During his principal tenure at the London Symphony Orchestra, Andre Previn conducted many choral concerts with the London Symphony Chorus, and was eventually appointed the chorus’s President Emeritus. He conducted over 40 concerts with the Chorus and made 10 commercial recordings of major choral works.
In its obituary on 1st March, the Guardian noted that his LSO recordings were often his best. He would apparently phone EMI to let them know that the preparations for a particular concert were going well, and by the end of the week a recording team would be on hand.
As can be seen from the works he did with the LSC, he was not afraid to champion composers who were not popular in the UK at the time. These included William Walton, whose “Belshazzar’s Feast” we recorded twice and performed three times with him (on one occasion in Rome).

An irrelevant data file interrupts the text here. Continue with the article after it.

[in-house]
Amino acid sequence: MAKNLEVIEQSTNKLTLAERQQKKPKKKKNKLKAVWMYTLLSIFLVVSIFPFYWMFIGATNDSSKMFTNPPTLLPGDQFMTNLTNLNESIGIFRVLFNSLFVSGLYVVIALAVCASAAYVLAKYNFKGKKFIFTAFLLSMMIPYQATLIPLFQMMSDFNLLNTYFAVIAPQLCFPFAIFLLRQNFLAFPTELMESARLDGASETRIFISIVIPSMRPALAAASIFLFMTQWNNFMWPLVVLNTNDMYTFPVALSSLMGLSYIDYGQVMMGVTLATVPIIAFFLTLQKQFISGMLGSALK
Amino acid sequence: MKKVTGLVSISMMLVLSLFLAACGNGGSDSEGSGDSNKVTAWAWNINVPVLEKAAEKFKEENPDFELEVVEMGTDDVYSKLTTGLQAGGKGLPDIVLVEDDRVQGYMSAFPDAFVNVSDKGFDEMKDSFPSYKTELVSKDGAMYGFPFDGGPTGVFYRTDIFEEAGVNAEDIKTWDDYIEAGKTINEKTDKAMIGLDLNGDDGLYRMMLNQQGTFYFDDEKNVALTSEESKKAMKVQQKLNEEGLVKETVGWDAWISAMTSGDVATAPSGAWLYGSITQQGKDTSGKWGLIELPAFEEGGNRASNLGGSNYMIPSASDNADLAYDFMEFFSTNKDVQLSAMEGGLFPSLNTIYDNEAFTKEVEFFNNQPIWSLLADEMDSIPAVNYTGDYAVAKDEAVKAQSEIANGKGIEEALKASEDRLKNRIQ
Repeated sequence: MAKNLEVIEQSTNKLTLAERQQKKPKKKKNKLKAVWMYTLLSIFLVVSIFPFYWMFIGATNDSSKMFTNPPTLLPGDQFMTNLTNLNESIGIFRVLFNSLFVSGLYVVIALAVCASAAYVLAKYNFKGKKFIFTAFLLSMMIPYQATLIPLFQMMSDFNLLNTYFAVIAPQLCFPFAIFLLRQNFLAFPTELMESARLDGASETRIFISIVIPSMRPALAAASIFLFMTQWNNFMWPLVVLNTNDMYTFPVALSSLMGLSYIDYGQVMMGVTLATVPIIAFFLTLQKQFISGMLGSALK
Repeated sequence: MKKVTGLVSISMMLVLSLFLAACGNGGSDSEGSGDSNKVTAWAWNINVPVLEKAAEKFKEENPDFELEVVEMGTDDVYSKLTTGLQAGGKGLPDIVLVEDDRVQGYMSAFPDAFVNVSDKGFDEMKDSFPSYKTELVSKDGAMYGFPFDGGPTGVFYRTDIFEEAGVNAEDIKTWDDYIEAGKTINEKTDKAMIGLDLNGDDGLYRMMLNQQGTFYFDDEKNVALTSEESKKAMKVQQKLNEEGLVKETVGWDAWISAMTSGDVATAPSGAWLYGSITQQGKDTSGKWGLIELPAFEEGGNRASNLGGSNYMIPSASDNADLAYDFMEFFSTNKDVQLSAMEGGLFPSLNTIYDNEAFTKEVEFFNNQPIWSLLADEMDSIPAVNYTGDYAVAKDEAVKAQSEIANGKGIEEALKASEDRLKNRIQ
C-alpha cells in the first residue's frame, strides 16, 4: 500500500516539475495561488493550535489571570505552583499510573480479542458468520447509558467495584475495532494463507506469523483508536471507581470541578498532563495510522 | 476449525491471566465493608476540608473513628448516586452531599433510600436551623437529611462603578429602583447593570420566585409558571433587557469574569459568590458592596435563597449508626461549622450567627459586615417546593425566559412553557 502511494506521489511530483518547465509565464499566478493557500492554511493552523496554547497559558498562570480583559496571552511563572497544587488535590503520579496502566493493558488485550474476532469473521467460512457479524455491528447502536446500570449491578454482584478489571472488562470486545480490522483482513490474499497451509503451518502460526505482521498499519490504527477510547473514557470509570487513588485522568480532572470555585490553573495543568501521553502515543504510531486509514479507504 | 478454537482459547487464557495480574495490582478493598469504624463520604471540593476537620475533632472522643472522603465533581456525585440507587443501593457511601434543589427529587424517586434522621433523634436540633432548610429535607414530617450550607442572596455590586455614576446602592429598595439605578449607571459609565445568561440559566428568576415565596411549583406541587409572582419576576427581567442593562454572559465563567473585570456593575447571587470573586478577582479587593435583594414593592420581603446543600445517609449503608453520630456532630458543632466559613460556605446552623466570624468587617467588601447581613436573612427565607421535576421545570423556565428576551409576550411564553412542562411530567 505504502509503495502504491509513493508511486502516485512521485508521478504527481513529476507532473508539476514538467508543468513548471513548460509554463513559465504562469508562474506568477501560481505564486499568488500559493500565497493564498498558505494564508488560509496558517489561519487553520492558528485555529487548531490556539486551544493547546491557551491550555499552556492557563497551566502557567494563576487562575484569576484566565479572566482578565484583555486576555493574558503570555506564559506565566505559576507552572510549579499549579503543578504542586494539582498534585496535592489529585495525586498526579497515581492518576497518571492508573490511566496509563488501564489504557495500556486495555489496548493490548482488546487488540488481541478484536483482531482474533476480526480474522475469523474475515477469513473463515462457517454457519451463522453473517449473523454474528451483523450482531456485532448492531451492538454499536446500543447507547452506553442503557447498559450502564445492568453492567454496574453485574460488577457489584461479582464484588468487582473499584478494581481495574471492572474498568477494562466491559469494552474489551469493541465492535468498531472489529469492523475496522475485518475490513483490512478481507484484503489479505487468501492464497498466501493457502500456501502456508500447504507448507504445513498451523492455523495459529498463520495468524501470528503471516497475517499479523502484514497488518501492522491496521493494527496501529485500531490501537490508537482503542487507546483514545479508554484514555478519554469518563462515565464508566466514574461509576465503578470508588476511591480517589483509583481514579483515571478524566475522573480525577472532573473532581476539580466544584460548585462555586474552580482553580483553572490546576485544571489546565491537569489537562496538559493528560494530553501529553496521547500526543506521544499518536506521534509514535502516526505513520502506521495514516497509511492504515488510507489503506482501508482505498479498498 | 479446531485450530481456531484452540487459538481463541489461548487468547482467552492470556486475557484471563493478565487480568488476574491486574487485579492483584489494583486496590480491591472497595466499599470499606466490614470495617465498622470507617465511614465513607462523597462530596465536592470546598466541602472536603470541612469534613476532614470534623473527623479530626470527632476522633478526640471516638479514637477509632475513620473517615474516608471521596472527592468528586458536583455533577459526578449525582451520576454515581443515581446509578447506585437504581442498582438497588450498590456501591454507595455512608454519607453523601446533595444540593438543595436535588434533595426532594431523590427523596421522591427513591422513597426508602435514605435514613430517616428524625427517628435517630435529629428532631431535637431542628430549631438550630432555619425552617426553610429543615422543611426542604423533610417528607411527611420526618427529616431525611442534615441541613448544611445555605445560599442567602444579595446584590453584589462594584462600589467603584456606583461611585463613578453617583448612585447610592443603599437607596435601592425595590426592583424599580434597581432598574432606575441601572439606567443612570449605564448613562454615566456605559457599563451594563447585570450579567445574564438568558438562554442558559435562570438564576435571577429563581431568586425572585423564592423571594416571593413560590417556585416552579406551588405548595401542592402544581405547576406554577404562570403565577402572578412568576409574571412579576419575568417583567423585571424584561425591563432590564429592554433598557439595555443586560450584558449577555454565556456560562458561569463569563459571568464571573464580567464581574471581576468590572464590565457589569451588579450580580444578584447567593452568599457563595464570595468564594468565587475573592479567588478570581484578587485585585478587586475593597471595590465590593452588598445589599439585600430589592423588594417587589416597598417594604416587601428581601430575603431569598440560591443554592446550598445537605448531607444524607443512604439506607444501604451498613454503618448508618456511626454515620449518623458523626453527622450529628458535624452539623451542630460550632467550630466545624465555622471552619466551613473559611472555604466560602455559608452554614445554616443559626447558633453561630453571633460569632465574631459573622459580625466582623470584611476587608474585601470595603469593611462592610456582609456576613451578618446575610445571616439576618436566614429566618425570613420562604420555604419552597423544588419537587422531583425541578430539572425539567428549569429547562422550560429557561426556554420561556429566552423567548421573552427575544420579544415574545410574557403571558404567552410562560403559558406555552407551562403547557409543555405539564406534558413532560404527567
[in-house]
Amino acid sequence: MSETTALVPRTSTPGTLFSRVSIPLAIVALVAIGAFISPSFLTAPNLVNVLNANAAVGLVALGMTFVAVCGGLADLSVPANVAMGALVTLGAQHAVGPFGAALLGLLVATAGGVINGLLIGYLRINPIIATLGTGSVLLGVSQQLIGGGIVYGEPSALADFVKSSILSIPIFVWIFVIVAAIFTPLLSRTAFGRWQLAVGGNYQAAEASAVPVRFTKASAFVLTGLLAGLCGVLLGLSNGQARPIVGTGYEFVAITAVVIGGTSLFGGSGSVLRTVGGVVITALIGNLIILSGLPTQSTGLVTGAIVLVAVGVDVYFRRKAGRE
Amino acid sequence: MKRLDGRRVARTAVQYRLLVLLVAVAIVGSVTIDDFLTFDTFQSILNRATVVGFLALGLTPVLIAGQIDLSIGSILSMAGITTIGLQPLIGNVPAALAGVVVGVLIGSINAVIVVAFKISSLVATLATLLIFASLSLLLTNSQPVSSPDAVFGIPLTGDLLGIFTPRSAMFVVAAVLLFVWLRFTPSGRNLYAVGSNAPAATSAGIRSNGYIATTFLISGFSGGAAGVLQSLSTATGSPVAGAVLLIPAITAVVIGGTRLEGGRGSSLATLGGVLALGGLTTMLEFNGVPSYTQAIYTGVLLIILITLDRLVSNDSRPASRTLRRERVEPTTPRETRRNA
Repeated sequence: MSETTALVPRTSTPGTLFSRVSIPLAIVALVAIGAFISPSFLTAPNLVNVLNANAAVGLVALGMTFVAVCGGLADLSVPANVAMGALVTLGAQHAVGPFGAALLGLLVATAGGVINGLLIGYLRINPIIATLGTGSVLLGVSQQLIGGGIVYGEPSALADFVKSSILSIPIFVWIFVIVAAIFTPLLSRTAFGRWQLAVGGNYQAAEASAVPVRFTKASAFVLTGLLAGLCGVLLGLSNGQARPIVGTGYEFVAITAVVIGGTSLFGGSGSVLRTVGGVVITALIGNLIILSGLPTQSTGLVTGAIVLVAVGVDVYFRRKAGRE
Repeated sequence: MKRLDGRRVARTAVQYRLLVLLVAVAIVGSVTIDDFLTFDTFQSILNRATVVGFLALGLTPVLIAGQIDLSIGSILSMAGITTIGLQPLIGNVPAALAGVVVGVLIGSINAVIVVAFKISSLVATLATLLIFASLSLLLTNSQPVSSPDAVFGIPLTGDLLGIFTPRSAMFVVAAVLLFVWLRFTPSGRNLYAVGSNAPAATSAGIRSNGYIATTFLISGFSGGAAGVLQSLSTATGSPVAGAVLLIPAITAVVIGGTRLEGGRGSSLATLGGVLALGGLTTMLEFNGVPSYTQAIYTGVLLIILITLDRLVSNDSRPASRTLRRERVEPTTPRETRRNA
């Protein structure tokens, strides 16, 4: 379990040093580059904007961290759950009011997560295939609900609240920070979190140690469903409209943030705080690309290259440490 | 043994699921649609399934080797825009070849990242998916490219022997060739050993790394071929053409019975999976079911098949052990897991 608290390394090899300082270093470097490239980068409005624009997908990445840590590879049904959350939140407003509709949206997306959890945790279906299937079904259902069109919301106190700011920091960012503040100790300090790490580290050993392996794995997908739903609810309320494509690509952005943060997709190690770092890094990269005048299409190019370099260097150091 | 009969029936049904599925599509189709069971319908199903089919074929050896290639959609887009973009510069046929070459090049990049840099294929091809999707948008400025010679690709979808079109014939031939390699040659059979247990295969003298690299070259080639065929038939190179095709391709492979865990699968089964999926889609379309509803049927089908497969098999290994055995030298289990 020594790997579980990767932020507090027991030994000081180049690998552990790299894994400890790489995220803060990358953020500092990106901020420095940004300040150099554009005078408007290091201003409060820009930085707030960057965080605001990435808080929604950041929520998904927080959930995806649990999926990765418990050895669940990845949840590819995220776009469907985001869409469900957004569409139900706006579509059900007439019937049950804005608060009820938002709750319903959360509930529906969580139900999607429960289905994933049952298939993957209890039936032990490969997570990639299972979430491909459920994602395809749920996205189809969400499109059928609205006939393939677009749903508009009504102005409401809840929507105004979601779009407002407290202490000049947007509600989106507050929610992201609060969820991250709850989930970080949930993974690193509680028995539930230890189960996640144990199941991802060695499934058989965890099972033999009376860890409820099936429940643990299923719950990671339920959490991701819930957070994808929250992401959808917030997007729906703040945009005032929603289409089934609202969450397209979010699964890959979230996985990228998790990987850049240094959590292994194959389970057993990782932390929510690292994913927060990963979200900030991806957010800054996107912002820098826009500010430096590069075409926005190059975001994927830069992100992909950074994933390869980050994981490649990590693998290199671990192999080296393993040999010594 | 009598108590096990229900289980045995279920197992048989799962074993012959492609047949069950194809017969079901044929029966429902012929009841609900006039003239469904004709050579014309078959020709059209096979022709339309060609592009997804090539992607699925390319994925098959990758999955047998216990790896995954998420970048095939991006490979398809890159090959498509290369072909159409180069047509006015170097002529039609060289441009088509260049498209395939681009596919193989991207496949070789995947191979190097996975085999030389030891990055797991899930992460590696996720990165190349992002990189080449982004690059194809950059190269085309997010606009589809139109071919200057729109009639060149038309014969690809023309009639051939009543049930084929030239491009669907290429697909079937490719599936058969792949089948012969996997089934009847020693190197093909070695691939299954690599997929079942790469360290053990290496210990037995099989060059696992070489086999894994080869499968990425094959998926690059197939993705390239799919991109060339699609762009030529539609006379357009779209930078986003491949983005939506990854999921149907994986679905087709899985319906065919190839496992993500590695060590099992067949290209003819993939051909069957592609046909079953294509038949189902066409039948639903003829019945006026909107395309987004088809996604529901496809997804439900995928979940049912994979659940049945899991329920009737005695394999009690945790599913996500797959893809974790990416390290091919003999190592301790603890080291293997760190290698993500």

At the same time, the classics were not ignored with 7 performances of Beethoven’s “Ninth Symphony” and another 7 performances of Brahms “Ein Deutsches Requiem”, the final performance of which in 2000 coincided with the launch of LSO Live. Some less regularly performed works cropped up several times: Ravel’s “L’Enfant et les Sortileges” was given in 5 performances and a recording. He also conducted 3 performances of Britten’s “Spring Symphony”, which was also recorded, and the same statistics apply to Rachmaninov’s “The Bells” with a recording following 3 performances.
To slightly plagiarise Morecambe and Wise, over the period of 30 years during which we worked with Andre Previn, we can honestly say we tried to sing all the right notes in the right order.